If you’re still thinking about Andre Caldwell’s two fumbles late last season, he’s ahead of you because he’s gone backward to get ready for 2010.
Caldwell, the Bengals’ once-and-future slot receiver, was up until 3:30 the other morning watching T.J. Houshmandzadeh do his thing from back in the day.
“From when T.J. was here,” Caldwell says. “There wasn’t a better slot receiver than him. He’s just so smooth. Everything is so fluid. You can’t get a read when he’s going to break and cut. He just does it so smooth.”
Caldwell arrived for offseason workouts Monday at 194 pounds, 13 fewer than when the Bengals drafted him at the end of the third round two years ago. After watching
“I’m not box boxing like Chad. I don’t fight anybody,” Caldwell says. "But I hit the bags, jump rope, do the treadmill. Boxers are the best conditioned athletes. It helps with footwork and conditioning. You go for three minutes straight. You never play that long in football.”
This is what you do if you’re Andre Caldwell and you’re coming off a 2009 divided between heaven and hell and the Bengals receiver spot is hanging in purgatory. In the first half of the season he made two of the most dramatic touchdown catches in Bengals history to beat AFC North rivals Pittsburgh and Baltimore in the final 22 seconds. Then in the second half of the season in the final two minutes of a pair of losses he fumbled a kickoff that led to the Oakland Meltdown and in San Diego he fumbled after making a catch that prevented the Bengals from scoring the winning touchdown.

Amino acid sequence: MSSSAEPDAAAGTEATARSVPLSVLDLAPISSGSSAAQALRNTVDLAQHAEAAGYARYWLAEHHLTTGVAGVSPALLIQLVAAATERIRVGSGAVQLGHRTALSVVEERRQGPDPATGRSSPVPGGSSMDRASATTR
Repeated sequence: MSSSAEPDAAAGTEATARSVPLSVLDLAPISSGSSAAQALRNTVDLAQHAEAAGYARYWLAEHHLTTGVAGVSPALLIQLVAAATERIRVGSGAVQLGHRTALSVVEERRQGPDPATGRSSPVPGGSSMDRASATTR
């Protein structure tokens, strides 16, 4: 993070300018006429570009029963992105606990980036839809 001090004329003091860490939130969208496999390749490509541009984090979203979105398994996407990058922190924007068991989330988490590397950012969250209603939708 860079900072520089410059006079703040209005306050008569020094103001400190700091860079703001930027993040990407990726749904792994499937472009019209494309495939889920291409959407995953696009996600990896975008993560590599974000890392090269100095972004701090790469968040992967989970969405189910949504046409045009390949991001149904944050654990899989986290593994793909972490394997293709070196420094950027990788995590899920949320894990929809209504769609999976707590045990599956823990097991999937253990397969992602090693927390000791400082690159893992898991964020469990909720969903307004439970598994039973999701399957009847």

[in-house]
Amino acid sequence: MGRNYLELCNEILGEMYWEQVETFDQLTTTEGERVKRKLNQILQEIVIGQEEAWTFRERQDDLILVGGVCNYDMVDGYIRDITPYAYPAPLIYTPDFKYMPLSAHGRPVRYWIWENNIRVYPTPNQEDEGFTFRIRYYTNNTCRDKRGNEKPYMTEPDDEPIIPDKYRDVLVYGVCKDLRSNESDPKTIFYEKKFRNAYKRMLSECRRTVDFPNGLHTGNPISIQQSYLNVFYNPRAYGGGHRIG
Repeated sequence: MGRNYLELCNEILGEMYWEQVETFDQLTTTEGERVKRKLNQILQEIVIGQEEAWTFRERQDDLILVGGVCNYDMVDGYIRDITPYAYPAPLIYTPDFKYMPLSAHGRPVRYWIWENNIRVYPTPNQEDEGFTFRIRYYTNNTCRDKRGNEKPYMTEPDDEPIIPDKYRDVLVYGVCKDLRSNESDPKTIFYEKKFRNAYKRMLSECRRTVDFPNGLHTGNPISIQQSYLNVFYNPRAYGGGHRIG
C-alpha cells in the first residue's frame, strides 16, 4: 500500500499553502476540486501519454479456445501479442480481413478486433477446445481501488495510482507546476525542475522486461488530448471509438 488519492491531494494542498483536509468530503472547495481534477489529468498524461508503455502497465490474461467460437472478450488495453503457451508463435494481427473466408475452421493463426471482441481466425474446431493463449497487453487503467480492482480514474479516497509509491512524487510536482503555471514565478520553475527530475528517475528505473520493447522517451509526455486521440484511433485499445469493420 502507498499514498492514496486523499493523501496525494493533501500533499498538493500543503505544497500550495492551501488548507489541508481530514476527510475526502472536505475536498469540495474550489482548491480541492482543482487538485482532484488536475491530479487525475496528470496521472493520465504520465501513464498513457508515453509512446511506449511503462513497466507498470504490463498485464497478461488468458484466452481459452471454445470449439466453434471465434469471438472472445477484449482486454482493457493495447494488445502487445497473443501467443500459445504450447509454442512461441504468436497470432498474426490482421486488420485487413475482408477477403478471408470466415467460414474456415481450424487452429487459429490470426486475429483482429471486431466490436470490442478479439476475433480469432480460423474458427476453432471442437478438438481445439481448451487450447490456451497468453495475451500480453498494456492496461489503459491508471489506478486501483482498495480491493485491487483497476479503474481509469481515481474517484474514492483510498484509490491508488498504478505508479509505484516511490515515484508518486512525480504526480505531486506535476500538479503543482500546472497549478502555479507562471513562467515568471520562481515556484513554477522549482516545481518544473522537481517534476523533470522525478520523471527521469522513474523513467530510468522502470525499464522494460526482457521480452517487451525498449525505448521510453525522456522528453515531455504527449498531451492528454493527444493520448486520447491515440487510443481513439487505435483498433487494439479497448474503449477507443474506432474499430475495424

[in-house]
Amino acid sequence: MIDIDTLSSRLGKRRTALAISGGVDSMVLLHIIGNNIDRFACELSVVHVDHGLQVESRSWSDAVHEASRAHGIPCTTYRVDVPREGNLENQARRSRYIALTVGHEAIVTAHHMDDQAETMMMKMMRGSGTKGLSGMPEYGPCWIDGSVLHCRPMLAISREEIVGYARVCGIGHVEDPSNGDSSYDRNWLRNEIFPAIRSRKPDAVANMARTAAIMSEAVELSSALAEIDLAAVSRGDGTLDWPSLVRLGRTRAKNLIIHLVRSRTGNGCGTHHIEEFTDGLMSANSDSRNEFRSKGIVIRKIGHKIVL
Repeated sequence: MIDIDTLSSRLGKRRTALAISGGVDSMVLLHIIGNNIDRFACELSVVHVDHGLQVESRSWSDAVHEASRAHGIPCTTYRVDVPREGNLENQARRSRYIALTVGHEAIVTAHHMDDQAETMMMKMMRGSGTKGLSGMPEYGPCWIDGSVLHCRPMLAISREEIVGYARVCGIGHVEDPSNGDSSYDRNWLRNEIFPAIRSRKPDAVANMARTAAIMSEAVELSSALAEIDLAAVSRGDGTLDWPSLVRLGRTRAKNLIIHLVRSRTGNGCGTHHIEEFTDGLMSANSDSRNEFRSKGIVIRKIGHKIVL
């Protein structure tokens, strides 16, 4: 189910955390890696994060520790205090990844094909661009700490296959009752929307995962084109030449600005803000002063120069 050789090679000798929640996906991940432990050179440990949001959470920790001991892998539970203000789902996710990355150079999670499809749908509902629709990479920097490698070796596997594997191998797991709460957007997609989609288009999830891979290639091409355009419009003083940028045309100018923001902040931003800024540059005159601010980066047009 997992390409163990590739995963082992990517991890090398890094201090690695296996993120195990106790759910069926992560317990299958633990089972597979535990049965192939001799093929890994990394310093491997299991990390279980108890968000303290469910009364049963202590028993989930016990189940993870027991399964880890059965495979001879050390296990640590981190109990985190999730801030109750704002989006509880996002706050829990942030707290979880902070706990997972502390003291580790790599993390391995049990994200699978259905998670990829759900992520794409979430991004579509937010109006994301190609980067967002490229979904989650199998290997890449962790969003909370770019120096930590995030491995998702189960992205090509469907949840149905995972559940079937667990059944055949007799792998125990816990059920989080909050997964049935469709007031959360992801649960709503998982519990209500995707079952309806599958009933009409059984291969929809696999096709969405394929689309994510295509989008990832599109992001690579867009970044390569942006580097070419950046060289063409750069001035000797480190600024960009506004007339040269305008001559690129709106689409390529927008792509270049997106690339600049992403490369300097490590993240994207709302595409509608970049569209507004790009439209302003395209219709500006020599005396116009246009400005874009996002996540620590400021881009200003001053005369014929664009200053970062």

“You do what I’m doing right now. Go a little harder. Working a little harder,” he says. “(The fumbles) may have made the coaches not go to me as much during times like that. Lack of concentration. Not holding on the ball tight. You have to prove to them you’re getting better every year.”
Everyone’s numbers suffered when wide receiver Chris Henry’s stretch-the-field capabilities were lost in the eighth game. But none more than Caldwell’s. Minutes before Henry broke his arm, Caldwell scored his third and last touchdown of the season in the 17-7 win over the Ravens. A few games later he was placed outside when it was clear the end of Laveranues Coles’ very solid career had suddenly disappeared in quicksand. A few games after that in a desperate bid to reboot the pass game, Caldwell went back in the slot.
In the eight games with Henry, Caldwell caught 29 balls for 272 yards with his longest catch a 24-yarder. Without Henry, Caldwell was 22 for 160 yards, no scores, no catches longer than 17 yards, and a banged up ankle and knee that hobbled him down the stretch.
Caldwell isn’t pointing the finger. His breakdown over the second half of the season is a reason he followed The Ocho into the gym, where he has built up his core with countless exercises for the abdomen while adding tons of cardio. Caldwell is also planning on sessions of “hot yoga,” where he does flexibility in 95-degree rooms.
“I’m trying to have a better, more productive second half of the season. Don’t wear down. I think I wore down a little bit,” he says.